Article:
Have you ever had to write that text saying how you forgive someone or how you forgive the situation they put you in?

Have you found yourself forgiving someone before you felt ready to forgive?

You’re not alone. There is not a single path down the road to forgiving others or even yourself. I want to give you some insight on some things I’ve learned on my journey to forgive others. As a disclaimer, it is important to remember my experience is different from everyone else's.

As a child, you may have been taught when someone says “I’m sorry” or “I apologize” you say, “it’s okay”, but the phrase “it’s okay” does not always have to mean I forgive you. Forgiving someone can take hours, weeks, months-- even years. Forgiving is a process and you should never feel rushed during this process because overall it is a time of self-growth.

Oftentimes we feel obligated to forgive someone for something they have done to avoid awkward encounters or even feel pressured due to social standards. When we forgive without processing we can come up with excuses to sweep our feelings under the rug. Some of these can include: “Maybe I’m overreacting or over exaggerating” or even, “It wasn't that bad”, “I don’t want them to be mad at me”.

Sound familiar? Even I myself have experienced of all of these

When we sweep our emotions under the rug, we don’t allow ourselves to take care of how we feel in the best way for the sake of our mental health. Allowing yourself to find rest in how you feel is key. At times we just put our mental health on a checklist and as more items are placed on that list, taking times for your emotions is placed lower and lower on that list.

Forgiving others may take some time. Here are a few tools you can utilize as you work through the process of forgiveness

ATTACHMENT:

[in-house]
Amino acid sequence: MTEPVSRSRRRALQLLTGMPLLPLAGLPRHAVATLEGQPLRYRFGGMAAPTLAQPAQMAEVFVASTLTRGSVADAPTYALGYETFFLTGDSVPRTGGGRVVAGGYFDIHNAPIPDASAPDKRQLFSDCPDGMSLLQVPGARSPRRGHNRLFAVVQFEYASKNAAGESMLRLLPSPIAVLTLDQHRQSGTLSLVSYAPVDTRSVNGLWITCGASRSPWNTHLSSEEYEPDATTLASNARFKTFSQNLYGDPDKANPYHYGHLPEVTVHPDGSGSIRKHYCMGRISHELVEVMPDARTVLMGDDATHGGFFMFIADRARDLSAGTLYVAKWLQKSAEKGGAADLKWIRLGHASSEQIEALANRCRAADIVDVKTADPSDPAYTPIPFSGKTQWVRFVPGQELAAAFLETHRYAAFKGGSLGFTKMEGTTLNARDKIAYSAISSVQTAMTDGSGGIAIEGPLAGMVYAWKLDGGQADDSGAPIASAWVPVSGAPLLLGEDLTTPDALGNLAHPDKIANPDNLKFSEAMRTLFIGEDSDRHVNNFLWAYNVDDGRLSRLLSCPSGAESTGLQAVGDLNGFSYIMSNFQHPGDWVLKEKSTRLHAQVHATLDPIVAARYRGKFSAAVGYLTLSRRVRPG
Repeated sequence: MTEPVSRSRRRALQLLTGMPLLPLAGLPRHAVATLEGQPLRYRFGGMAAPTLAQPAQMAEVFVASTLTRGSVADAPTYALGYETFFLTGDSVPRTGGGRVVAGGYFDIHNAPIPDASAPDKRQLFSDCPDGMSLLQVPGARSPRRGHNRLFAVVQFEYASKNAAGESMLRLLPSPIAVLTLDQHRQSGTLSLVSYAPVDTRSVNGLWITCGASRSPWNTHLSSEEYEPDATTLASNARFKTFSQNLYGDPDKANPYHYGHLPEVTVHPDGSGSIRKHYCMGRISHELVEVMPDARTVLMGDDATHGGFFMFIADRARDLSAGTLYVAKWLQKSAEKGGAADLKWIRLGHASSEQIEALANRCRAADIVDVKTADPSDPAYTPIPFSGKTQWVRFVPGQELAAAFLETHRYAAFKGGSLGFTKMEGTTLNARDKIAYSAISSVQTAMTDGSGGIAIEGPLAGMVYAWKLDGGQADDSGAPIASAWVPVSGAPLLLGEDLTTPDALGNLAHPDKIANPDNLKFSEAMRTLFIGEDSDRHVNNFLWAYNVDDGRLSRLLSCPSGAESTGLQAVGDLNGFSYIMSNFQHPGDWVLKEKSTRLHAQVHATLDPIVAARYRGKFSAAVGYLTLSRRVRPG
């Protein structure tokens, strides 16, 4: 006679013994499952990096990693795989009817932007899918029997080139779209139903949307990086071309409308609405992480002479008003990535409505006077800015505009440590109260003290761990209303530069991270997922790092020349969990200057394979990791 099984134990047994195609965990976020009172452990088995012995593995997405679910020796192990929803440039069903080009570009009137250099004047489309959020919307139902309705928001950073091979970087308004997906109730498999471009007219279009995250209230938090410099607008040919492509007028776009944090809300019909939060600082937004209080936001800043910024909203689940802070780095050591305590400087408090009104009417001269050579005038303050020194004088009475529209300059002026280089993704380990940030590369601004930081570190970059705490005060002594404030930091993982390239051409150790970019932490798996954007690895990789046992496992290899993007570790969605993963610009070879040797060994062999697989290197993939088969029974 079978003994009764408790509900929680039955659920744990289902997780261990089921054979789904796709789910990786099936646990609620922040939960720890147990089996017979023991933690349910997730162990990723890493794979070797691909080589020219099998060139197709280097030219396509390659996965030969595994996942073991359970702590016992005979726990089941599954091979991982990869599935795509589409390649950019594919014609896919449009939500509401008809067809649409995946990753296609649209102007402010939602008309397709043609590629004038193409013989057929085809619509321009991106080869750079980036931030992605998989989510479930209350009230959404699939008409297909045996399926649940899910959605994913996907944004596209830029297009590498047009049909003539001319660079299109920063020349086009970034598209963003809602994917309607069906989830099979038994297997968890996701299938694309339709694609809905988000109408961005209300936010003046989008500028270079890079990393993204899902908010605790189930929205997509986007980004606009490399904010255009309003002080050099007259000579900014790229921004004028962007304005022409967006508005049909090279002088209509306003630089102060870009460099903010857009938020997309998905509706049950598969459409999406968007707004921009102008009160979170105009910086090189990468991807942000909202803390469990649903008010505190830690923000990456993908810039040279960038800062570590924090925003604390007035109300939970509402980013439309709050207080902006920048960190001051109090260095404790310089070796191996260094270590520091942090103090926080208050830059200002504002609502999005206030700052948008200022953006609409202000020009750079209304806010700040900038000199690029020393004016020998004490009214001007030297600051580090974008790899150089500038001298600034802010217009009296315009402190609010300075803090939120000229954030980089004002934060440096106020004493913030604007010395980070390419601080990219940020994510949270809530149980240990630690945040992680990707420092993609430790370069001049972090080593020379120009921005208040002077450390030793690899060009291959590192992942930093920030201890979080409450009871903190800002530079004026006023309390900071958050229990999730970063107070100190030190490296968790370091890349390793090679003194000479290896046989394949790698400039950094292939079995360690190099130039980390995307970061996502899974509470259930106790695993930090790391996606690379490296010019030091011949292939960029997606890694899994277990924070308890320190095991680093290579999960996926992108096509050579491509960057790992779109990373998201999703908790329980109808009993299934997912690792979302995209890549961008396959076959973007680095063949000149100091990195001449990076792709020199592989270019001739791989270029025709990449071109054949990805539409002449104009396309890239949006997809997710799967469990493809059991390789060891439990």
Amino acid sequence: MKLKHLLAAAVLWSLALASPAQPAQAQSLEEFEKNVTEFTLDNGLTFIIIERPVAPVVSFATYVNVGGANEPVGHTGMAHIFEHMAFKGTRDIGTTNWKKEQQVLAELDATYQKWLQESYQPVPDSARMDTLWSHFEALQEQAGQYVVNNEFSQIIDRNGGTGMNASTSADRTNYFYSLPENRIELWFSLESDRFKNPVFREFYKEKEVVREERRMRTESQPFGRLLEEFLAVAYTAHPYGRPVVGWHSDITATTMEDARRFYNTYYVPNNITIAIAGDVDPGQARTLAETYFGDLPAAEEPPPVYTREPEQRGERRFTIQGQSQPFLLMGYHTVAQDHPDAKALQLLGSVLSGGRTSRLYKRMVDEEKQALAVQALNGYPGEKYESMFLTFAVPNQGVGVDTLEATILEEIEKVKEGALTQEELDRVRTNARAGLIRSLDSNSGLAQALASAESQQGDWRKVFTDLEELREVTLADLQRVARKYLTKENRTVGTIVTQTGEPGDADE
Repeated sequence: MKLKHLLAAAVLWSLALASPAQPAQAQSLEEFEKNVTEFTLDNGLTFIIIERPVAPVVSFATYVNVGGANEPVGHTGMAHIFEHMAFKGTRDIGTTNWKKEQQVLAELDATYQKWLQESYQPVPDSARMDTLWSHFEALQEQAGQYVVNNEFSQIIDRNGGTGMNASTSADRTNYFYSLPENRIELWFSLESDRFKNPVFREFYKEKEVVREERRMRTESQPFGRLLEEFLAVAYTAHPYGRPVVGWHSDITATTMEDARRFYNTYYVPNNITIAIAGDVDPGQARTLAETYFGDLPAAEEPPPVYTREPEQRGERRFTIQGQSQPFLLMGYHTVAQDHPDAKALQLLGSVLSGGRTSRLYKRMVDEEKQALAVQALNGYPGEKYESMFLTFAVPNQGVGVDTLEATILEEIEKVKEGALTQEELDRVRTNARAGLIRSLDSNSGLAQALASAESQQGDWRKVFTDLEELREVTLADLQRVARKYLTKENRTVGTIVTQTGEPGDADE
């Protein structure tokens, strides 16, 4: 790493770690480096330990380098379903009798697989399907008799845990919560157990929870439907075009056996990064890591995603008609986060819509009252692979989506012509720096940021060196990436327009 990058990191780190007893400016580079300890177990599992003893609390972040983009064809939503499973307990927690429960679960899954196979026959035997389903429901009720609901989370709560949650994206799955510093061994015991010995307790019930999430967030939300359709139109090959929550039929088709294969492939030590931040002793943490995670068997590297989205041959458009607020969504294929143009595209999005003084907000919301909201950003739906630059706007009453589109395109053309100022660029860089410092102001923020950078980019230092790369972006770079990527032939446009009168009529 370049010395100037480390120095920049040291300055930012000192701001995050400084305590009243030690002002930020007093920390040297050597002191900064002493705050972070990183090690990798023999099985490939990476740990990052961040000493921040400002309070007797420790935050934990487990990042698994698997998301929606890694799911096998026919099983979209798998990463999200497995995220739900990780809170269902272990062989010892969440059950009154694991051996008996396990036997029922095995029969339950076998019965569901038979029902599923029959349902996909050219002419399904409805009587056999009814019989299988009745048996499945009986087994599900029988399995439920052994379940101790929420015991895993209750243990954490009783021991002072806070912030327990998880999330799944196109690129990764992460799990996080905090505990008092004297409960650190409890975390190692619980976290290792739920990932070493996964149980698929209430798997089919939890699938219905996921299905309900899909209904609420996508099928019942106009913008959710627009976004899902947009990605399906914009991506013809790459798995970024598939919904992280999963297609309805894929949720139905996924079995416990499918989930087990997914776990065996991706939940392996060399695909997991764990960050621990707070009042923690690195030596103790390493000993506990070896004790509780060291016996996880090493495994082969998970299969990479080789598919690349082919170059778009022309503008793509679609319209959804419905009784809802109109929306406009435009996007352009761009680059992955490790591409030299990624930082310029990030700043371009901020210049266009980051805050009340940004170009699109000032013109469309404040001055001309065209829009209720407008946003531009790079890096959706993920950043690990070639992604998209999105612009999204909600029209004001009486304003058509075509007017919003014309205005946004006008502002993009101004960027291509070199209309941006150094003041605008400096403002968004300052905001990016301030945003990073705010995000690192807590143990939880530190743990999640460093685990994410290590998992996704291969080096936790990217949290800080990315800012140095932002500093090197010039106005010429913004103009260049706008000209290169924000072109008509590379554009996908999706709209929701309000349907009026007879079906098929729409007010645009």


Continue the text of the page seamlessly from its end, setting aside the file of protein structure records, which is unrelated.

• Write down how you feel and potentially why you feel this way.
  • Write a letter to that person and keep it for yourself or send it when you’re ready.
  • Meditate, to music, podcasts, scripture, even silence alone.

Lastly, pray for your enemies. Forgiving takes time but through prayer, we can see situations in a new light.

  • Romans 12:20
  • On the contrary, “if your enemy is hungry, feed him; if he is thirsty, give him something to drink; for by doing so you will heap burning coals on his head.”
  • Luke 6:35
    • “But love your enemies, and do good, and lend, expecting nothing in return, and your reward will be great, and you will be sons of the Most High, for he is kind to the ungrateful and the evil.”

Just like forgiveness is hard when it comes to others it can be hard to forgive yourself. Blaming yourself can sometimes be a quick solution for why conflict happens in our life. We begin to overthink the situations we are placed in because we are nervous to “mess up again”.

Forgiving yourself takes time and being alone during that time is a nice break from what others have to say about a situation. Yes, it is good to process with others to get an outside perspective but being alone with how you feel is also healthy in the process of forgiving.

Do not be afraid to be alone. As nerve-wracking as sitting with your thoughts can be, trust the process of forgiveness.

Forgiveness is a journey and I believe in you.